It has everything from fashion icons to fearsome monsters, and antique troves to ancient documents.
National Museums Scotland’s newly-released 2020 exhibition programme includes an eclectic range of exhibitions, combining such disparate objects as Tyrannosaurs, the Little Black Dress, the Galloway Hoard and the Arbroath Declaration of Independence.
Dr Gordon Rintoul, director of NMS, believes there will be plenty of interest in the diverse events which have been planned throughout next year.
He said: “Our innovative programme of exhibitions and events for the year ahead celebrates the diversity of our collection and curatorial expertise.
“In 2020, visitors will have the chance to explore the world of cutting-edge high fashion, discover fascinating insights into British military history and get up close to the most feared and revered dinosaur of them all.”
In 1926, Coco Chanel designed a simple, short black dress, which was described by US Vogue as “the frock that all the world will wear.”
Nearly a century later, the ‘little black dress’ has become a wardrobe staple, a symbol of femininity and a byword for chic.
The exhibition, Little Black Dress – from June 26 to October 25, will tell the story of this famous garment in high fashion, consider the role it has played in society and look at how technology is enabling designers to challenge entrenched notions of classical dress and upgrade the little black dress for the future.
On display will be 60 iconic looks, including significant historic pieces by fashion houses such as Chanel and Dior alongside recent work by contemporary designers like Gareth Pugh, Christopher Kane, and Comme des Garçons.
The most comprehensive exhibition ever mounted on the most terrifying creatures from Jurassic Park will make its only European appearance when it opens at the National Museum of Scotland in Edinburgh in January.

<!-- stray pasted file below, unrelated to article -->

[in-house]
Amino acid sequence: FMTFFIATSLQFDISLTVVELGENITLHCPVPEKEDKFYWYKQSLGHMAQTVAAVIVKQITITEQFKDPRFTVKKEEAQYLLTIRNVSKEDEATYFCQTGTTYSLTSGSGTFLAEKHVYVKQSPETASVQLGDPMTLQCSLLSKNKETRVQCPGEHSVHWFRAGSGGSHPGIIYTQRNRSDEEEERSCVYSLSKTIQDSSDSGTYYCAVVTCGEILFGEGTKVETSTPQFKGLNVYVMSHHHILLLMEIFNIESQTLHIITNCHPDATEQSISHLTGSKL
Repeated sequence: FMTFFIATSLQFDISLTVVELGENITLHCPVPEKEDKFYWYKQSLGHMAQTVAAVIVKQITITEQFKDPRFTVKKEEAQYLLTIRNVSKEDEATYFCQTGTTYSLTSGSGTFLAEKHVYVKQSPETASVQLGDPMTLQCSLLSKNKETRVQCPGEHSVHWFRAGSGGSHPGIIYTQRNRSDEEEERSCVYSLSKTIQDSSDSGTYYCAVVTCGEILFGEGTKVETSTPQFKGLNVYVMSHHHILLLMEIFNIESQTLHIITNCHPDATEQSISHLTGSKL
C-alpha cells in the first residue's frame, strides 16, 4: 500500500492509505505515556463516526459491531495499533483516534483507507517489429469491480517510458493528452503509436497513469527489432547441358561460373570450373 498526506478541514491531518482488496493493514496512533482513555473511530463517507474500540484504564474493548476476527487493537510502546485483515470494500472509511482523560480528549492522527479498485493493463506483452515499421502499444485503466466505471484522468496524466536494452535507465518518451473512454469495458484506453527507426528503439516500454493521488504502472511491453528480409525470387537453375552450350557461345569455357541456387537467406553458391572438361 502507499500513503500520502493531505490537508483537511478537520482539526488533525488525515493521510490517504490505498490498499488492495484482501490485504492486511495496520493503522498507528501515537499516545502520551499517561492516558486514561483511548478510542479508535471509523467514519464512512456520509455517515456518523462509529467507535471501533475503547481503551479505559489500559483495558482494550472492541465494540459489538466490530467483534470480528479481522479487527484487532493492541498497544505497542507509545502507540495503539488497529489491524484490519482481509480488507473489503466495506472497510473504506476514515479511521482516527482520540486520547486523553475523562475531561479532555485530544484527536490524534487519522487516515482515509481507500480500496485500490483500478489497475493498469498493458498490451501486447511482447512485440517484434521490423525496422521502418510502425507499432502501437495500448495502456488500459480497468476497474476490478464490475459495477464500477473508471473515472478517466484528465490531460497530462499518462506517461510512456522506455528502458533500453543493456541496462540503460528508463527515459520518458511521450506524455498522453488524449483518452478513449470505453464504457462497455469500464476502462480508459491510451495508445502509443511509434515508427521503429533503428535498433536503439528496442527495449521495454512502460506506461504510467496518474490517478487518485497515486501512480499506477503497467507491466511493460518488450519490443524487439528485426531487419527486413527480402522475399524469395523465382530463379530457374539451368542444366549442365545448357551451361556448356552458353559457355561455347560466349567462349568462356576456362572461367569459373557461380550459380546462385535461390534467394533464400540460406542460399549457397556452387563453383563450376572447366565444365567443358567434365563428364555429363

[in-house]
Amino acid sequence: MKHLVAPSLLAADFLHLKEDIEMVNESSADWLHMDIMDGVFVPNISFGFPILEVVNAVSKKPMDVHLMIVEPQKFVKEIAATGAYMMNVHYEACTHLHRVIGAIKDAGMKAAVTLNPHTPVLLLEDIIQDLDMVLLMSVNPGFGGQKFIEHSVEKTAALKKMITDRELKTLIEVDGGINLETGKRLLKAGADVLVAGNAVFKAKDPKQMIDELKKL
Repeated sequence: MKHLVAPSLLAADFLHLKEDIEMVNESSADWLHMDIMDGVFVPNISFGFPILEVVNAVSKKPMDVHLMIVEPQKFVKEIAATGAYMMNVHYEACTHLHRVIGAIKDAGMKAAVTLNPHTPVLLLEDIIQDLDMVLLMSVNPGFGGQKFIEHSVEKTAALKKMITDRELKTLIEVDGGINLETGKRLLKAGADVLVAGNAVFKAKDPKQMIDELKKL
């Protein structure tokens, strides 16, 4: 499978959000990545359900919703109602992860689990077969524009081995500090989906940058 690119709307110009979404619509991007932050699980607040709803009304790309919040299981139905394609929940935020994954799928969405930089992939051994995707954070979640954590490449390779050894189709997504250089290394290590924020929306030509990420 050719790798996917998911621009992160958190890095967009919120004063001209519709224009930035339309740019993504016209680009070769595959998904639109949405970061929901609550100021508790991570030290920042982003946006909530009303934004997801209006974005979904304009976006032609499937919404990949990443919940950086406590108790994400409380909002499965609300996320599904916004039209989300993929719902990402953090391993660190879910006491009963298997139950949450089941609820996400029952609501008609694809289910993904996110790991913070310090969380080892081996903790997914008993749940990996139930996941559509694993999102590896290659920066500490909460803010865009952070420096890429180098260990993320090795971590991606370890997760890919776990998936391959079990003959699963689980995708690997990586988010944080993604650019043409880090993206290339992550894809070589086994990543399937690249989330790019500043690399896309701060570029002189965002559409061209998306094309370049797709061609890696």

Tyrannosaurs – from January 23 to May 4 – will explore the most feared and revered of all dinosaurs, bringing the latest discoveries in palaeontology to life and challenging preconceptions about these ferocious predators.
The exhibition will feature rare fossil specimens, including ‘Scotty’, one of the largest and most complete T Rex skeletons, and incredible models of feathered dinosaurs.
The Galloway Hoard brings together the richest collection of rare and unique Viking-age objects ever found in Britain or Ireland.
Buried at the beginning of the tenth century, it comprises in excess of 100 gold, silver and other items, some of which are unique.
The Galloway Hoard: Viking-age Treasure – from May 29 to October 18 – will display the key elements of the hoard, place it in a wider historical context and showcase the conservation and research work being undertaken to understand it and its secrets.
Following on from its display in Edinburgh, it will tour Kirkcudbright Galleries, The McManus: Dundee’s Art Gallery and Museum and Aberdeen Art Gallery. This tour is being funded with support from the Scottish Government.
The Declaration of Arbroath will be displayed at the National Museum of Scotland from March 27 to April 26, marking its 700th anniversary.
The artefact has not been on public display for 15 years, but it is one of Scotland’s most important historical documents, capturing a powerful call for the recognition of the Kingdom of Scotland’s sovereign independence.
Further information is available at: https://www.nms.ac.uk/